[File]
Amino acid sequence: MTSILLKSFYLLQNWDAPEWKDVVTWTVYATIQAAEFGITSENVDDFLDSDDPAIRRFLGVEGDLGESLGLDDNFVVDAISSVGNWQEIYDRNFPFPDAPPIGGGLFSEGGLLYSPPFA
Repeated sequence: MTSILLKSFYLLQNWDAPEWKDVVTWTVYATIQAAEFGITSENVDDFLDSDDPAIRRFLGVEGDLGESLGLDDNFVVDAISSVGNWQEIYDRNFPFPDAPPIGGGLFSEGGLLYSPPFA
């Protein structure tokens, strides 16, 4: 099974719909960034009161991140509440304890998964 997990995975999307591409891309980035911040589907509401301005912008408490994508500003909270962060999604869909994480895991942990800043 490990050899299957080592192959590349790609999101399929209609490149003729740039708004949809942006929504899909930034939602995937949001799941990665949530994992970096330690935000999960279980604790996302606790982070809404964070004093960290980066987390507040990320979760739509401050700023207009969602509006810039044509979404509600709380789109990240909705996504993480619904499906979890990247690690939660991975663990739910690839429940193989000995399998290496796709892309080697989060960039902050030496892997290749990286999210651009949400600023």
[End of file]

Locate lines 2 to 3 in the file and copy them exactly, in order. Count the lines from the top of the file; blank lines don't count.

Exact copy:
Repeated sequence: MTSILLKSFYLLQNWDAPEWKDVVTWTVYATIQAAEFGITSENVDDFLDSDDPAIRRFLGVEGDLGESLGLDDNFVVDAISSVGNWQEIYDRNFPFPDAPPIGGGLFSEGGLLYSPPFA
């Protein structure tokens, strides 16, 4: 099974719909960034009161991140509440304890998964 997990995975999307591409891309980035911040589907509401301005912008408490994508500003909270962060999604869909994480895991942990800043 490990050899299957080592192959590349790609999101399929209609490149003729740039708004949809942006929504899909930034939602995937949001799941990665949530994992970096330690935000999960279980604790996302606790982070809404964070004093960290980066987390507040990320979760739509401050700023207009969602509006810039044509979404509600709380789109990240909705996504993480619904499906979890990247690690939660991975663990739910690839429940193989000995399998290496796709892309080697989060960039902050030496892997290749990286999210651009949400600023």